The above is a watercolor sketch of Bourbon Street in New Orleans. I think it nicely captures the vibrancy of the French Quarter particularly found at night. I'm not sure what I will do with this yet, but I think that represents the importance of making sketches and getting your ideas in some sort of tangible form. I don't think one has to have a specific plan when making art and sometimes random experimentation produces amazing results.
My sketchbook is never very far from me, and I will very often pop-a-squat and start sketching a random building, scene, or natural object. Sometimes, if I am in a very crowded location, people will stare and look at me funny. I have yet to be confronted or told to stop, however. This practice of random sketching has resulted in a number of sketches that I have later used in finished works and is good for brainstorming various ideas for further development.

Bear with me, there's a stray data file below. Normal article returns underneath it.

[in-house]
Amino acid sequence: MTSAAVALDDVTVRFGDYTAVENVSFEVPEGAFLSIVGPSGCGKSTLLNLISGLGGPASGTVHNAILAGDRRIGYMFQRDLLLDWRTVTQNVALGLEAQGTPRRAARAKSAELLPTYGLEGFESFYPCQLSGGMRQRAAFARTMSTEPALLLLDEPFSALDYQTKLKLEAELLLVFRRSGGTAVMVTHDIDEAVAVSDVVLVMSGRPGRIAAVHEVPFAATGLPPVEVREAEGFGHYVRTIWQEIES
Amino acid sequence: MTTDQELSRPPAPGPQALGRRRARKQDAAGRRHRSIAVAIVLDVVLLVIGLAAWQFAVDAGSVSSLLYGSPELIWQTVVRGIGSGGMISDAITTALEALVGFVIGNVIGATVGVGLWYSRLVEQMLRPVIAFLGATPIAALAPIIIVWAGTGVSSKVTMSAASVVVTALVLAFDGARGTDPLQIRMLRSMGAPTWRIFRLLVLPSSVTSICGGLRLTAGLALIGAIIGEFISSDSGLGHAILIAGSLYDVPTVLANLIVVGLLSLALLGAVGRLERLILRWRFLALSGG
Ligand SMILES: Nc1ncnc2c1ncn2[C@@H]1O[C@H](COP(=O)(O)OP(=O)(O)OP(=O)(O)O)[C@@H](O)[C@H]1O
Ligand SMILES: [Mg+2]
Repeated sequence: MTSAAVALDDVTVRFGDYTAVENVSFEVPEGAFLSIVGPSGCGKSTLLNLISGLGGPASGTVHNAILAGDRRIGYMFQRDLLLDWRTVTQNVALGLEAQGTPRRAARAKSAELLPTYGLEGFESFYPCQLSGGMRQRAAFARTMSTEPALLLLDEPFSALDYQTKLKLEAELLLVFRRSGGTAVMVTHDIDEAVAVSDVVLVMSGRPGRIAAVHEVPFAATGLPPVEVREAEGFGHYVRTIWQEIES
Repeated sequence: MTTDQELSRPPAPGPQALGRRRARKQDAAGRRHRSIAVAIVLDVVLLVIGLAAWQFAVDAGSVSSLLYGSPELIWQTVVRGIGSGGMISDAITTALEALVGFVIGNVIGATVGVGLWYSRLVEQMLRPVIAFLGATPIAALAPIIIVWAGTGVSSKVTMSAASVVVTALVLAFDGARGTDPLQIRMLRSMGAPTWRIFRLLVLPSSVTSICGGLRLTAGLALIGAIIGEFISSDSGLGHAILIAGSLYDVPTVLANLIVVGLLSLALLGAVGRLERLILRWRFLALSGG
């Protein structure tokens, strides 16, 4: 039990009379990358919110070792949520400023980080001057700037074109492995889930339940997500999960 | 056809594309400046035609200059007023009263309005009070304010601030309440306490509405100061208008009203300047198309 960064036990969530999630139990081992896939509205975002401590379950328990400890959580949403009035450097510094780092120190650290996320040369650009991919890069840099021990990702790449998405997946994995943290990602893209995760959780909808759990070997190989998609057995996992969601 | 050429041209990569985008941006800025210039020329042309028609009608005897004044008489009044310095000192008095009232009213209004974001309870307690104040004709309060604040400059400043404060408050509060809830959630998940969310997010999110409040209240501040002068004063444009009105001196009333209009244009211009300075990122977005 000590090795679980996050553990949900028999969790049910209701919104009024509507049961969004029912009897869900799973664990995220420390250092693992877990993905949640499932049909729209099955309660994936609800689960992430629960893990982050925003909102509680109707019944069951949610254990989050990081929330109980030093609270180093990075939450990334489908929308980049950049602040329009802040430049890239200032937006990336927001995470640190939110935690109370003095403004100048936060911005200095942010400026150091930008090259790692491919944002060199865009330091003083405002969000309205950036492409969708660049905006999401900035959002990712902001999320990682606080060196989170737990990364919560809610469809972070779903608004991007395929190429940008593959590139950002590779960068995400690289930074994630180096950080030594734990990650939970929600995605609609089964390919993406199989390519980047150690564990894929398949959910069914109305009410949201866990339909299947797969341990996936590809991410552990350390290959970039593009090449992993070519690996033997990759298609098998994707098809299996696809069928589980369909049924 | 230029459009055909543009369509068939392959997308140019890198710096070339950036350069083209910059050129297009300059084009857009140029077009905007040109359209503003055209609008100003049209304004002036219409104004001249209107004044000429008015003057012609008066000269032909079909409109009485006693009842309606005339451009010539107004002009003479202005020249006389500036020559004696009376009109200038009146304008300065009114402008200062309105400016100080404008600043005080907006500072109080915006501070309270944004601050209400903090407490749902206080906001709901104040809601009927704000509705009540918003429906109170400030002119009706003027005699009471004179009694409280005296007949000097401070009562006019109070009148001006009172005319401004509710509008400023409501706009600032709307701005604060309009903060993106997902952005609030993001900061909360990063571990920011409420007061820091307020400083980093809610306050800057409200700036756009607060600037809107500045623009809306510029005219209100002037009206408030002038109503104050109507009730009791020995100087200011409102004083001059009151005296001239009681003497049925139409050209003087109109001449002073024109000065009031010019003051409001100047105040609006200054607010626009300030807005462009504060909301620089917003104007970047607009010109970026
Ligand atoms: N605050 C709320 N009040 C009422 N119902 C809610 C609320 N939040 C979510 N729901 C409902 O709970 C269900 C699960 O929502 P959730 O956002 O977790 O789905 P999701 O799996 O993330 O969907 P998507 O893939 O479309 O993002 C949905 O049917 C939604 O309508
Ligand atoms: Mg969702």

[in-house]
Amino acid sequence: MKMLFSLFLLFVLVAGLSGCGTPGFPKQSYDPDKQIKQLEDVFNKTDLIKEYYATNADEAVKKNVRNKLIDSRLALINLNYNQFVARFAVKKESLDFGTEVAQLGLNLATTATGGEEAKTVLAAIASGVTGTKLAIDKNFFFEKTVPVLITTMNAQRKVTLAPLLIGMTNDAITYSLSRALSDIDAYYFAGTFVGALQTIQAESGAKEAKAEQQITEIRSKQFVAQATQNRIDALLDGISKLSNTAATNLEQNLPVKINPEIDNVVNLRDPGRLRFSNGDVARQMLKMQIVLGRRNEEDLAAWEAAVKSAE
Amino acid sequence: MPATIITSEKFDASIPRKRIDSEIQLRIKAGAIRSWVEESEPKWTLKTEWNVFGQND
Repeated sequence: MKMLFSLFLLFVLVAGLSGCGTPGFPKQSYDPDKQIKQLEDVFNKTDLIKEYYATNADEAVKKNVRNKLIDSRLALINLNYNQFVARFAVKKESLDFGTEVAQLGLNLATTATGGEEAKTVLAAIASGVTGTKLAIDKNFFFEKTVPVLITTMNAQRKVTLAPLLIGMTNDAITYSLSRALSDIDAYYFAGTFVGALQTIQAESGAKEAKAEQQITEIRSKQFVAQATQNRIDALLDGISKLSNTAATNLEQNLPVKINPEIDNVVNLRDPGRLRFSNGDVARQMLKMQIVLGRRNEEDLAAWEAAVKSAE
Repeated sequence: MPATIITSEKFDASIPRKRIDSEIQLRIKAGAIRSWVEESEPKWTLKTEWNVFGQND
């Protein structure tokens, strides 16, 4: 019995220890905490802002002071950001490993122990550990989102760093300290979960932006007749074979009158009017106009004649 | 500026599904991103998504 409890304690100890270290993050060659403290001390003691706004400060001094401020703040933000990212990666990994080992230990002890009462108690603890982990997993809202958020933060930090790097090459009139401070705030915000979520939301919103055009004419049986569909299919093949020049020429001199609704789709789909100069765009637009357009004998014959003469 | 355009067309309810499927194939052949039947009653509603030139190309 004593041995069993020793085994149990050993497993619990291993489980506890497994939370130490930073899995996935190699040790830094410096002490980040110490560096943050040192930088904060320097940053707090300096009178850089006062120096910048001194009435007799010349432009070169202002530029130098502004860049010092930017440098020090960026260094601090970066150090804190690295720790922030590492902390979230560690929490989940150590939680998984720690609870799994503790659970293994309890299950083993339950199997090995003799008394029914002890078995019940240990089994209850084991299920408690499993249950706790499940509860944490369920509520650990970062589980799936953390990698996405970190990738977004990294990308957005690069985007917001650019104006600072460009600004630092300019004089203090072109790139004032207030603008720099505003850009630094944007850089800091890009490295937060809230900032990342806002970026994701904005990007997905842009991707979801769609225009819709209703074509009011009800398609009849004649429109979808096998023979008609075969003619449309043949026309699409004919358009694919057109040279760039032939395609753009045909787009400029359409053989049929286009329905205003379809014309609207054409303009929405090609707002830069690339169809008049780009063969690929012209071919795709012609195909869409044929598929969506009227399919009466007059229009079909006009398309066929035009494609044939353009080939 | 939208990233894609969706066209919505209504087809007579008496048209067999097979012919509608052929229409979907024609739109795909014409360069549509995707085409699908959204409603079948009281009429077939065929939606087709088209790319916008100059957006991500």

My sketchbook is more a sort of mini studio which has a compartment for the sketchbook itself, but also has pockets, and storage for pencils, pens, erasers, and a portable watercolor set. It is made from scraps of canvas I had and is pictured here:
Some other sketches that I have made and later used include the image below of a cathedral in Shreveport, LA which you may recognize from this painting.
And this sketch of a garbage truck:
for this painting:
One other thought before I go. As I was scanning my sketchbook, the scanner actually picked it up upside down. After seeing it from this point of view, I think it is just as interesting as right side up!
So that gives me something else to think about.